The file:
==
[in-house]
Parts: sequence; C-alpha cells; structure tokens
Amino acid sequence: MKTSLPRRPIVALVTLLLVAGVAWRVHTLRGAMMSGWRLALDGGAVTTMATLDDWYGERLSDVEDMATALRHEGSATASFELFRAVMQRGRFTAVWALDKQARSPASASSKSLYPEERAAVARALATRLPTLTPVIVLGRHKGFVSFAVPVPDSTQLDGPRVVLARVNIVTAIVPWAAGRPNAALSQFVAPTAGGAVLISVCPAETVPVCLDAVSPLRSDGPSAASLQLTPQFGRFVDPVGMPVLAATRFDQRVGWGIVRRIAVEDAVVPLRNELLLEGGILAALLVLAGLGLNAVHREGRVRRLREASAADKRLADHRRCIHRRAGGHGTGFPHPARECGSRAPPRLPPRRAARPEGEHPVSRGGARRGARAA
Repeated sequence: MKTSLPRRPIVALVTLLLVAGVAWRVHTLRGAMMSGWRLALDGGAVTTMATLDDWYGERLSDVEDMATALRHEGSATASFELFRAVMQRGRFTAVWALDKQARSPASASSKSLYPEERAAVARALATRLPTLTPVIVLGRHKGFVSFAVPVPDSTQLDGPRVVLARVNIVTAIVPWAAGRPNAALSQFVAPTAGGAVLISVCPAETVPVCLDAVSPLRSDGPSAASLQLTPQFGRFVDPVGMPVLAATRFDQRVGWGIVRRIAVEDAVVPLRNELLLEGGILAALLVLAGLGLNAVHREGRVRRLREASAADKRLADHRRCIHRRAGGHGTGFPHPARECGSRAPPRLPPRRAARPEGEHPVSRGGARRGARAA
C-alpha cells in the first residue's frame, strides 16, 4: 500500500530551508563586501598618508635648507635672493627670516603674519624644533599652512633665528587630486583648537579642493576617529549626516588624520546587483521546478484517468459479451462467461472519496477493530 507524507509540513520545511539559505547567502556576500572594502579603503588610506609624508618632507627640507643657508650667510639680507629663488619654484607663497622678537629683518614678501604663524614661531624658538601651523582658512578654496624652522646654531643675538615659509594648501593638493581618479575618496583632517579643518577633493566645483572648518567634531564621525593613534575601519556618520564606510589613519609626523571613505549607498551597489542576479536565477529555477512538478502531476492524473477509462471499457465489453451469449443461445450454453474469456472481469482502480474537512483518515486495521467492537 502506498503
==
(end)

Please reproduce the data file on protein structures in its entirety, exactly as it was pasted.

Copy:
[in-house]
Parts: sequence; C-alpha cells; structure tokens
Amino acid sequence: MKTSLPRRPIVALVTLLLVAGVAWRVHTLRGAMMSGWRLALDGGAVTTMATLDDWYGERLSDVEDMATALRHEGSATASFELFRAVMQRGRFTAVWALDKQARSPASASSKSLYPEERAAVARALATRLPTLTPVIVLGRHKGFVSFAVPVPDSTQLDGPRVVLARVNIVTAIVPWAAGRPNAALSQFVAPTAGGAVLISVCPAETVPVCLDAVSPLRSDGPSAASLQLTPQFGRFVDPVGMPVLAATRFDQRVGWGIVRRIAVEDAVVPLRNELLLEGGILAALLVLAGLGLNAVHREGRVRRLREASAADKRLADHRRCIHRRAGGHGTGFPHPARECGSRAPPRLPPRRAARPEGEHPVSRGGARRGARAA
Repeated sequence: MKTSLPRRPIVALVTLLLVAGVAWRVHTLRGAMMSGWRLALDGGAVTTMATLDDWYGERLSDVEDMATALRHEGSATASFELFRAVMQRGRFTAVWALDKQARSPASASSKSLYPEERAAVARALATRLPTLTPVIVLGRHKGFVSFAVPVPDSTQLDGPRVVLARVNIVTAIVPWAAGRPNAALSQFVAPTAGGAVLISVCPAETVPVCLDAVSPLRSDGPSAASLQLTPQFGRFVDPVGMPVLAATRFDQRVGWGIVRRIAVEDAVVPLRNELLLEGGILAALLVLAGLGLNAVHREGRVRRLREASAADKRLADHRRCIHRRAGGHGTGFPHPARECGSRAPPRLPPRRAARPEGEHPVSRGGARRGARAA
C-alpha cells in the first residue's frame, strides 16, 4: 500500500530551508563586501598618508635648507635672493627670516603674519624644533599652512633665528587630486583648537579642493576617529549626516588624520546587483521546478484517468459479451462467461472519496477493530 507524507509540513520545511539559505547567502556576500572594502579603503588610506609624508618632507627640507643657508650667510639680507629663488619654484607663497622678537629683518614678501604663524614661531624658538601651523582658512578654496624652522646654531643675538615659509594648501593638493581618479575618496583632517579643518577633493566645483572648518567634531564621525593613534575601519556618520564606510589613519609626523571613505549607498551597489542576479536565477529555477512538478502531476492524473477509462471499457465489453451469449443461445450454453474469456472481469482502480474537512483518515486495521467492537 502506498503